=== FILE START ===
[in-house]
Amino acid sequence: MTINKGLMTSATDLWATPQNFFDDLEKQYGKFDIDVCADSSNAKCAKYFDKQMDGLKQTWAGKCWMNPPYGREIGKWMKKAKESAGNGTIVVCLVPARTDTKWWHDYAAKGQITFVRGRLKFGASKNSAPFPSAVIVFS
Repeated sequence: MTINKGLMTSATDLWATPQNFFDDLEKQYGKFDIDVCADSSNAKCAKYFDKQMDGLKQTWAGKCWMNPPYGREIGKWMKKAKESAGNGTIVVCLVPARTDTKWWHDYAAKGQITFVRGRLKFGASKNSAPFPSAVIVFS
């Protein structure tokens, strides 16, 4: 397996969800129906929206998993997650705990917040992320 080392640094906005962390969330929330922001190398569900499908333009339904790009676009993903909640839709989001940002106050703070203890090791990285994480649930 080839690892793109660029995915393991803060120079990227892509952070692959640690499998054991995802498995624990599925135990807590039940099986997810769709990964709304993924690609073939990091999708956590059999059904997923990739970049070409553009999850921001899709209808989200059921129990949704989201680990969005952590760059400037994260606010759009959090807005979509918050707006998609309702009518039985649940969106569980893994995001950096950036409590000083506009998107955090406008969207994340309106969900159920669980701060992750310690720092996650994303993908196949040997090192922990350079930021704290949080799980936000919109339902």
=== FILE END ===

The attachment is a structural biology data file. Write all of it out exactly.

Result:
[in-house]
Amino acid sequence: MTINKGLMTSATDLWATPQNFFDDLEKQYGKFDIDVCADSSNAKCAKYFDKQMDGLKQTWAGKCWMNPPYGREIGKWMKKAKESAGNGTIVVCLVPARTDTKWWHDYAAKGQITFVRGRLKFGASKNSAPFPSAVIVFS
Repeated sequence: MTINKGLMTSATDLWATPQNFFDDLEKQYGKFDIDVCADSSNAKCAKYFDKQMDGLKQTWAGKCWMNPPYGREIGKWMKKAKESAGNGTIVVCLVPARTDTKWWHDYAAKGQITFVRGRLKFGASKNSAPFPSAVIVFS
């Protein structure tokens, strides 16, 4: 397996969800129906929206998993997650705990917040992320 080392640094906005962390969330929330922001190398569900499908333009339904790009676009993903909640839709989001940002106050703070203890090791990285994480649930 080839690892793109660029995915393991803060120079990227892509952070692959640690499998054991995802498995624990599925135990807590039940099986997810769709990964709304993924690609073939990091999708956590059999059904997923990739970049070409553009999850921001899709209808989200059921129990949704989201680990969005952590760059400037994260606010759009959090807005979509918050707006998609309702009518039985649940969106569980893994995001950096950036409590000083506009998107955090406008969207994340309106969900159920669980701060992750310690720092996650994303993908196949040997090192922990350079930021704290949080799980936000919109339902």